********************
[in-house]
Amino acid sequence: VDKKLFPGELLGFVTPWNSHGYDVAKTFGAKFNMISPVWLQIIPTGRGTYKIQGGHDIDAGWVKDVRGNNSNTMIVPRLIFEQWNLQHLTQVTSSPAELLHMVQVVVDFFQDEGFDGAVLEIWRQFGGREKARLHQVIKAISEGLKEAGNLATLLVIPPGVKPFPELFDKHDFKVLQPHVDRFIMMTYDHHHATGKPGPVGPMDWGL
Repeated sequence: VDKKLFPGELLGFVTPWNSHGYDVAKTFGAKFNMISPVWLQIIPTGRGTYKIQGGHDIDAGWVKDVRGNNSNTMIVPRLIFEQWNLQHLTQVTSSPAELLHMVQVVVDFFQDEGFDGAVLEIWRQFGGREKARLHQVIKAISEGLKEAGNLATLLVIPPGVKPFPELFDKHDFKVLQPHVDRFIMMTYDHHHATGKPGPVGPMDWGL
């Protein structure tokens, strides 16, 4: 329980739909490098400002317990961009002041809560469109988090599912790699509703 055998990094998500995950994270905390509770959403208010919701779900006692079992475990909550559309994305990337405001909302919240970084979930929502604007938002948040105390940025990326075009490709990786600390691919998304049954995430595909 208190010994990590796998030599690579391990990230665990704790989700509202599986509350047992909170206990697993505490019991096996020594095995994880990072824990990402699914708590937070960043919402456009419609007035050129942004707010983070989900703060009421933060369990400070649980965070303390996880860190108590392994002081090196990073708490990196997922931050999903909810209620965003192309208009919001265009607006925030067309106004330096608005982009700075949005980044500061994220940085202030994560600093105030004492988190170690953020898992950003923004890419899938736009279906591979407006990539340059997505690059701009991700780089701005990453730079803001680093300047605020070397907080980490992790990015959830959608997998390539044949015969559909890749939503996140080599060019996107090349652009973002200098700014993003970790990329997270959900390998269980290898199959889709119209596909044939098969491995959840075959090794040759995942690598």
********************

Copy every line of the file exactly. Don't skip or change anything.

[in-house]
Amino acid sequence: VDKKLFPGELLGFVTPWNSHGYDVAKTFGAKFNMISPVWLQIIPTGRGTYKIQGGHDIDAGWVKDVRGNNSNTMIVPRLIFEQWNLQHLTQVTSSPAELLHMVQVVVDFFQDEGFDGAVLEIWRQFGGREKARLHQVIKAISEGLKEAGNLATLLVIPPGVKPFPELFDKHDFKVLQPHVDRFIMMTYDHHHATGKPGPVGPMDWGL
Repeated sequence: VDKKLFPGELLGFVTPWNSHGYDVAKTFGAKFNMISPVWLQIIPTGRGTYKIQGGHDIDAGWVKDVRGNNSNTMIVPRLIFEQWNLQHLTQVTSSPAELLHMVQVVVDFFQDEGFDGAVLEIWRQFGGREKARLHQVIKAISEGLKEAGNLATLLVIPPGVKPFPELFDKHDFKVLQPHVDRFIMMTYDHHHATGKPGPVGPMDWGL
């Protein structure tokens, strides 16, 4: 329980739909490098400002317990961009002041809560469109988090599912790699509703 055998990094998500995950994270905390509770959403208010919701779900006692079992475990909550559309994305990337405001909302919240970084979930929502604007938002948040105390940025990326075009490709990786600390691919998304049954995430595909 208190010994990590796998030599690579391990990230665990704790989700509202599986509350047992909170206990697993505490019991096996020594095995994880990072824990990402699914708590937070960043919402456009419609007035050129942004707010983070989900703060009421933060369990400070649980965070303390996880860190108590392994002081090196990073708490990196997922931050999903909810209620965003192309208009919001265009607006925030067309106004330096608005982009700075949005980044500061994220940085202030994560600093105030004492988190170690953020898992950003923004890419899938736009279906591979407006990539340059997505690059701009991700780089701005990453730079803001680093300047605020070397907080980490992790990015959830959608997998390539044949015969559909890749939503996140080599060019996107090349652009973002200098700014993003970790990329997270959900390998269980290898199959889709119209596909044939098969491995959840075959090794040759995942690598």